Archbishops of Canterbury and York on the Slave Trade

The Archbishops have posted their relfection about the slave trade, taken during their travel to the Primates meeting in Tanzania. From the Archbishop of Canterbury’s website:

It was filmed at the site of the Slave Market in Zanzibar, now the island’s Anglican Cathedral, during the recent Anglican Primates Meeting. The Archbishops were shown two small preserved slave pits, where up to 175 men, women and children were held in appalling conditions, chained and in darkness, often without food and water. Dr Sentamu spent some time at a memorial to the slaves which features some of the original chains used when the market was operating.

In the film, Dr Williams says that the experience brought home the reality of the trade:

“You see there the fetters that were used for slaves, the fetters used to bring slaves in convoy, so that they could barely stand and walk, they were so closely shackled together; and to see some of the real, the actual shackles that were used until really very recently in this part of the world as part of the paraphernalia of the slave trade, it’s a reminder that it really happened, it really happened not very long ago.”

He says that the instinct to enslave is still very much present in the modern world:

“It’s as if slavery is a kind of compulsion for human societies, people go back again and again to treating people as objects, as possessions, and I don’t think we can simply sit back and say ‘it’s a thing of the past and no more’. All those modern forms of slavery, economic slavery, debt slavery in effect, the slavery of sex trafficking; these things are still with us.”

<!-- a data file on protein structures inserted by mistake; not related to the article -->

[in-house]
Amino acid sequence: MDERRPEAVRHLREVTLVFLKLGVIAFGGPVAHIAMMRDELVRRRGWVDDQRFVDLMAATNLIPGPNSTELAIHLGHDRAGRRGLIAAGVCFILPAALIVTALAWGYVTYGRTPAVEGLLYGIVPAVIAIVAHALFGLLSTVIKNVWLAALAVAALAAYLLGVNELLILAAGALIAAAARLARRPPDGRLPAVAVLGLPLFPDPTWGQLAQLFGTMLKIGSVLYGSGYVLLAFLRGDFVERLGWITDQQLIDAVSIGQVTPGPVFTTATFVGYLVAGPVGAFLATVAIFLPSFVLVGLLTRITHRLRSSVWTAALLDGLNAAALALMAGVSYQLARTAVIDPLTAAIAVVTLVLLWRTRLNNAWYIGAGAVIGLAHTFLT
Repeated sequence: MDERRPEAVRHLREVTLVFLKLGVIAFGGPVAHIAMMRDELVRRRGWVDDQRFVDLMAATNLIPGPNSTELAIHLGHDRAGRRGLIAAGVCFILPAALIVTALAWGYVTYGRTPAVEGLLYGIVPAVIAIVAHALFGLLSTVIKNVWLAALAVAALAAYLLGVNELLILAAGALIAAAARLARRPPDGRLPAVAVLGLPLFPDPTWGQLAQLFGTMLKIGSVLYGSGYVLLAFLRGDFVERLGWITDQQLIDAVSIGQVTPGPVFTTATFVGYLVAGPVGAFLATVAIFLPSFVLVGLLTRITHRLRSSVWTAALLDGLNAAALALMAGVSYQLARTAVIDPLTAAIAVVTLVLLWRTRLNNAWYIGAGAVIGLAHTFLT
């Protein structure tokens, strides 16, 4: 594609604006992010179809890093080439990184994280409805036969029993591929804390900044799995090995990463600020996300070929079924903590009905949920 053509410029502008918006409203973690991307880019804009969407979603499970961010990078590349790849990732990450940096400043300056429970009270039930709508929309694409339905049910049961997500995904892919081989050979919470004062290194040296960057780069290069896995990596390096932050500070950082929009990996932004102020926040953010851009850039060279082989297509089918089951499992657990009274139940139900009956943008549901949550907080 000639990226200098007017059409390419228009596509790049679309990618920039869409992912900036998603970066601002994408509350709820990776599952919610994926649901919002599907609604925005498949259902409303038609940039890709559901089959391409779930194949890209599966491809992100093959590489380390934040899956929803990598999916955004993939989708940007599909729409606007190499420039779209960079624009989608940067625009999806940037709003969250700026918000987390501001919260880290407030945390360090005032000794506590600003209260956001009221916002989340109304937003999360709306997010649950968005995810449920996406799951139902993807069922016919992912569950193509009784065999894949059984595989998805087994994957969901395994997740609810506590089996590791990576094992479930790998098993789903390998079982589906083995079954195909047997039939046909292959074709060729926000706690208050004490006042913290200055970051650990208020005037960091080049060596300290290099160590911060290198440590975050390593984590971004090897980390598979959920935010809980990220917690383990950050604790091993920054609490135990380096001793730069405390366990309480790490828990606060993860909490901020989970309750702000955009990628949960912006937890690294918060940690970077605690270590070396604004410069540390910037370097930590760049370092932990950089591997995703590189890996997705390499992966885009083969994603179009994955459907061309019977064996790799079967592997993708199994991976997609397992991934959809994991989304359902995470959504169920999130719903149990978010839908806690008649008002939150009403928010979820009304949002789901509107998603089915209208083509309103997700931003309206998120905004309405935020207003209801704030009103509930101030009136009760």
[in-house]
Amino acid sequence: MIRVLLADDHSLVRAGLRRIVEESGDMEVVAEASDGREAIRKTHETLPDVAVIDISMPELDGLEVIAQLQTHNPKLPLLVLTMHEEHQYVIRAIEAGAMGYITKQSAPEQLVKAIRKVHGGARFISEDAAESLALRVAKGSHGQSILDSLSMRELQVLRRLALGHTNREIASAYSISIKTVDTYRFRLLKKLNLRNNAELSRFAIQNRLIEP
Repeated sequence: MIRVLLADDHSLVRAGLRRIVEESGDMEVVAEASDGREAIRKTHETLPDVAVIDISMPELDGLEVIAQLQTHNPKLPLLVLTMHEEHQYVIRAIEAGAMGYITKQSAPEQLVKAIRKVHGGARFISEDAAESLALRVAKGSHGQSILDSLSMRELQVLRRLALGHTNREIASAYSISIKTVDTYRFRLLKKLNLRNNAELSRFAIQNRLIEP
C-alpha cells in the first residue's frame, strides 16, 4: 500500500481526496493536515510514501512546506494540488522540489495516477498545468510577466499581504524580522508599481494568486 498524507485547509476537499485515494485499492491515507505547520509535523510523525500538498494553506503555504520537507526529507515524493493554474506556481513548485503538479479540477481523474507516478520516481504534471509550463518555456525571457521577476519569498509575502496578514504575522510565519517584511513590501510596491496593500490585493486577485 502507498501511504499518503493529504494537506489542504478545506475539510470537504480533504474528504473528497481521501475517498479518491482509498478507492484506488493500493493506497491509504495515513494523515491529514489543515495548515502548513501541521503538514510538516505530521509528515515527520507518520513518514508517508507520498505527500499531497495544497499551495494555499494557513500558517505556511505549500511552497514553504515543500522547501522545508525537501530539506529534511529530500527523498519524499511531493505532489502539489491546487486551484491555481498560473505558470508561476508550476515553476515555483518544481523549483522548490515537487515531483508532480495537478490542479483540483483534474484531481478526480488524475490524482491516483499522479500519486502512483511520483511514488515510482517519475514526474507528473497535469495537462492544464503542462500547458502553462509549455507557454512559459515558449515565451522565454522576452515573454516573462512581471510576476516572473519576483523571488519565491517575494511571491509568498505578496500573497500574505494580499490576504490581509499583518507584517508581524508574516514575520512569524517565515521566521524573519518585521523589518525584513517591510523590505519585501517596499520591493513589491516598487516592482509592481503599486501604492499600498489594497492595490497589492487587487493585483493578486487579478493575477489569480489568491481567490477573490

Dr Sentamu says that holding the original chains was a harrowing experience:

“I found the whole experience heart-rending … When I went outside and actually saw those figures – how slaves were tied together – and touched the actual chains that were used, I was rendered absolutely speechless. I felt I was going back in history, but I was also in the present where still slavery in some parts of the world still happens.

“Every person is made in the image and likeness of God, of great worth and of great value and to be treated with great dignity. In that place was almost I felt, almost like an altar where you couldn’t but take off your shoes … you were on holy ground – holy ground.”

The Archbishops’ reflection has been issued in the run up to the Church’s Walk of Witness, to be held in London on March 24th. The walk will be led by both Archbishops and will culminate in an act of public worship in Kennington Park, where the Archbishops will offer further reflections on the nature of the slave trade and its modern legacies.

More details of the walk (in the UK) can be found at www.makingourmark.org.uk

It’s encouraging to see the legacy of William Wilberforce alive and well in the leadership of the Anglican Communion. I caught the passion for this while listening to my friend Rob Morris talk about his visits to the Far East and his work there to rescue children who are trafficked for sex. His organization, Justice for Children International is a fantastic source of information, and will help you get plugged in to what needs to be done to end the horror of this particular slave trade. For more about what’s going on in the US and beyond to end modern day slavery, visit The Amazing Change website, sign the petition and get involved. Just get involved. Setting captives free is a Jesus thing to do.

ht TitusOneNine

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